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Found 7 results

  1. DonRocks

    Gary Merrill (1915-1990)

    Well, why not. Guess who is the very first person shown in the television series, "The Time Tunnel?" And I'm talking about the first 5 seconds of SE1 EP1?
  2. There has been only one other person in my lifetime I idolized as much as Sviatislav Richter, and that is Brooks Robinson. Mar 19, 2015 - "Sviatislav Richter: The Pianist Who Made the Earth Move" by Steve Wigler on npr.org
  3. I find it incredibly rewarding to see an actor I know from Hollywood on a television program - sometimes an obscure actor that today's generation doesn't know about. I look at it as an opportunity to share my knowledge so that life plays out its complex role as a continuum, just as it should do. Joe Mantell (originally born without that second "l" in Brooklyn, due to his immigrant-Austrian parents), is one such actor. Mantell received an Academy Award nomination for the 1955 Best Picture, "Marty," for his portrayal of Angie, Marty's best friend. He's also responsible for the famous last line, "Forget it, Jake, it's Chinatown," and had a role in "The Birds." But Mantell lived to be 95 years old, and had a long and prolific career (although he was sort of typecast into one kind of character). The best article, by far, I've seen on Mantell is here: http://deadeyedelirium.blogspot.com/2010/10/joe-mantel-1915-2010.html (which I will fix as soon as I get a real computer) I've since seen Mantell in *five* episodes of shows that I've power-watched: All In The Family: "Archie The Babysitter" Alfred Hitchcock Presents: "Guilty Witness" Alfred Hitchcock Presents: "The Indestructible Mr. Weems" The Twilight Zone: "Nervous Man in a Four-Dollar Room" The Twilight Zone: "Steel" Who was to know that Mantell would live *fifty* more years after his terrific performance in "Nervous Man in a Four-Dollar Room?" As the terrific blog post above says, Mantell was great in Marty, but he's also been great in everything else I've seen him in, and I've only seen probably 5% of his output.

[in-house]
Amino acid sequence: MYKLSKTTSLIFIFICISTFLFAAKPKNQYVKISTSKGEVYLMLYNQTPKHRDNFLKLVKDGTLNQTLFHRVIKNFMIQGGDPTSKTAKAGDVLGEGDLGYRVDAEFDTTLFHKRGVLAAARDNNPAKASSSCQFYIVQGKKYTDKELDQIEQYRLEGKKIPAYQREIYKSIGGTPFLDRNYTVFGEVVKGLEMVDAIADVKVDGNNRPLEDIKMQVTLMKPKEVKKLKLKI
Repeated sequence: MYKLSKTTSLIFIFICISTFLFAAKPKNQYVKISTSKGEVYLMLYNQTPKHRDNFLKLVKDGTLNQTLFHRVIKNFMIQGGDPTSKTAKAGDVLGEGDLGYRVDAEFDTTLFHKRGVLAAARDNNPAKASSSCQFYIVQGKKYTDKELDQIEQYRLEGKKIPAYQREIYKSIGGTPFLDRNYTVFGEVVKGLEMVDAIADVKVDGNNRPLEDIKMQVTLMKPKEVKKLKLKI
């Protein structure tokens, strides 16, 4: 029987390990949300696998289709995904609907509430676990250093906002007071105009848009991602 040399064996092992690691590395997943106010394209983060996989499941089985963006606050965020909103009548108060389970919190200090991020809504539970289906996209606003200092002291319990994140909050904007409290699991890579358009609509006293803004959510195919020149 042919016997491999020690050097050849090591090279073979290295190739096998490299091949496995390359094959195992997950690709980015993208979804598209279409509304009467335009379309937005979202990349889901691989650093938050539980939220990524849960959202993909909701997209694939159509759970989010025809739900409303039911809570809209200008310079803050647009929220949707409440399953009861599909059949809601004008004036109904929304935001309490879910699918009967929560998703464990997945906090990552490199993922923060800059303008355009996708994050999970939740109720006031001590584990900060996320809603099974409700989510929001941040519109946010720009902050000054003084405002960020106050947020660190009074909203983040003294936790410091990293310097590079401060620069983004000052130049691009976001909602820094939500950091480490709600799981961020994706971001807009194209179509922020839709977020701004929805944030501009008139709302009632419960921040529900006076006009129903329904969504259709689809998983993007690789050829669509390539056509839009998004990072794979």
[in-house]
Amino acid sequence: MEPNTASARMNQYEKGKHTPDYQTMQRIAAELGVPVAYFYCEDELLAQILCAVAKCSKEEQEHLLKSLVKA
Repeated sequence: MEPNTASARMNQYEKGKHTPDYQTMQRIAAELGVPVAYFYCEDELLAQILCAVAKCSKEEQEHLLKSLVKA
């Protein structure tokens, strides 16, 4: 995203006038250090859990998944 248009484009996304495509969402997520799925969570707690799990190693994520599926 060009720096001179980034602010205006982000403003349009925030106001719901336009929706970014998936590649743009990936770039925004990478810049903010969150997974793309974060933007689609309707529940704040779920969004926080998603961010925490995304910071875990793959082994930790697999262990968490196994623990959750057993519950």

4. John Dehner is someone whose face you recognize, but you don't know his name (how many dozens, if not hundreds, of actors and actresses fit this mold?) I don't want to simply parrot Wikipedia, but he was an animator, professional pianist (making him near-and-dear to my heart), and an actor in radio, films, and television, having nearly a fifty-year career. He was in three "Twilight Zone" episodes (all quoted above), among countless other things - I hope these little blurbs will stimulate memories of actors like Dehner (né John Forkum in the former name for Staten Island: Richmond (believe it or not, it was officially called the "Borough of Richmond" until 1975!). Unfortunately, among these episodes is perhaps my least favorite (or, more accurately, "most hated" in the entire series: "The Jungle" - my comments about it are above, and they stand as written. I cannot believe Rod Serling had the final say in this, as he was *in no way* the type of man who would foster these stereotypes about people of color - if he was alive today, I bet he'd jump at the chance to get his side of the story in). Incidentally, the other two episodes were very good to excellent.
  5. Quite possibly the coolest person of the Twentieth Century. Jonah, 1946 That's All,1960 (?) Didn't It Rain, 1964 I came to Sister Rosetta by way of gospel music, and found myself in the middle of rock 'n' roll.
  6. I especially love Billie Holiday's late recordings for Verve. This recording of "April in Paris" from 1956 was included on the wonderful collection "Lady in Autumn: The Best of the Verve Years" released in 1991, which I strongly suggest anyone who cares for singing or for jazz or for Billie Holiday should have. I believe that's the great Ben Webster on tenor sax.
  7. Rediscovering Virginia Woolf. I had forgotten how much I like her. Reading The Voyage Out for the first time. Available on Project Gutenberg. Not everything is. Wonder why?
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